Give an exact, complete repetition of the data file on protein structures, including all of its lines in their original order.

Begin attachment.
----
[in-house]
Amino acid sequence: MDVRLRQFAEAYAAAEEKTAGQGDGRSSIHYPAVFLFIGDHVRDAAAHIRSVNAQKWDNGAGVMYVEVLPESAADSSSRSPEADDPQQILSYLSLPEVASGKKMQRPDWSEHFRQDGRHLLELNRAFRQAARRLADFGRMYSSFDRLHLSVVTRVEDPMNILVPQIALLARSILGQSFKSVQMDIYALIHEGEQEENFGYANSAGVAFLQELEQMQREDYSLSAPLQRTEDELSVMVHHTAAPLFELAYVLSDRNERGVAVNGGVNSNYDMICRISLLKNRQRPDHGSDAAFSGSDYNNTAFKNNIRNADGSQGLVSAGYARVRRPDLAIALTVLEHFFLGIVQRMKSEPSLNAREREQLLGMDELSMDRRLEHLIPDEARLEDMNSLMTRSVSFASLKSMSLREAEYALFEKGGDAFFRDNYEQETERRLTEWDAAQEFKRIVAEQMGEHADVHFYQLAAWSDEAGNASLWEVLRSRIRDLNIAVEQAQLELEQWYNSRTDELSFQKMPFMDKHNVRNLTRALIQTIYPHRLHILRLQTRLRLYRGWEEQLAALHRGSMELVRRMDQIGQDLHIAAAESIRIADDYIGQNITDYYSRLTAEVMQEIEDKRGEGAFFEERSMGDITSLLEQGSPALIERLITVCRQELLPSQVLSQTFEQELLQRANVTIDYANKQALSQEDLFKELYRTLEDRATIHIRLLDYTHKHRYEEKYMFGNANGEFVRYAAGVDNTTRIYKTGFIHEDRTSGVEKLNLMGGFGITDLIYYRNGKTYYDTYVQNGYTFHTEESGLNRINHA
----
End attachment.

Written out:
[in-house]
Amino acid sequence: MDVRLRQFAEAYAAAEEKTAGQGDGRSSIHYPAVFLFIGDHVRDAAAHIRSVNAQKWDNGAGVMYVEVLPESAADSSSRSPEADDPQQILSYLSLPEVASGKKMQRPDWSEHFRQDGRHLLELNRAFRQAARRLADFGRMYSSFDRLHLSVVTRVEDPMNILVPQIALLARSILGQSFKSVQMDIYALIHEGEQEENFGYANSAGVAFLQELEQMQREDYSLSAPLQRTEDELSVMVHHTAAPLFELAYVLSDRNERGVAVNGGVNSNYDMICRISLLKNRQRPDHGSDAAFSGSDYNNTAFKNNIRNADGSQGLVSAGYARVRRPDLAIALTVLEHFFLGIVQRMKSEPSLNAREREQLLGMDELSMDRRLEHLIPDEARLEDMNSLMTRSVSFASLKSMSLREAEYALFEKGGDAFFRDNYEQETERRLTEWDAAQEFKRIVAEQMGEHADVHFYQLAAWSDEAGNASLWEVLRSRIRDLNIAVEQAQLELEQWYNSRTDELSFQKMPFMDKHNVRNLTRALIQTIYPHRLHILRLQTRLRLYRGWEEQLAALHRGSMELVRRMDQIGQDLHIAAAESIRIADDYIGQNITDYYSRLTAEVMQEIEDKRGEGAFFEERSMGDITSLLEQGSPALIERLITVCRQELLPSQVLSQTFEQELLQRANVTIDYANKQALSQEDLFKELYRTLEDRATIHIRLLDYTHKHRYEEKYMFGNANGEFVRYAAGVDNTTRIYKTGFIHEDRTSGVEKLNLMGGFGITDLIYYRNGKTYYDTYVQNGYTFHTEESGLNRINHA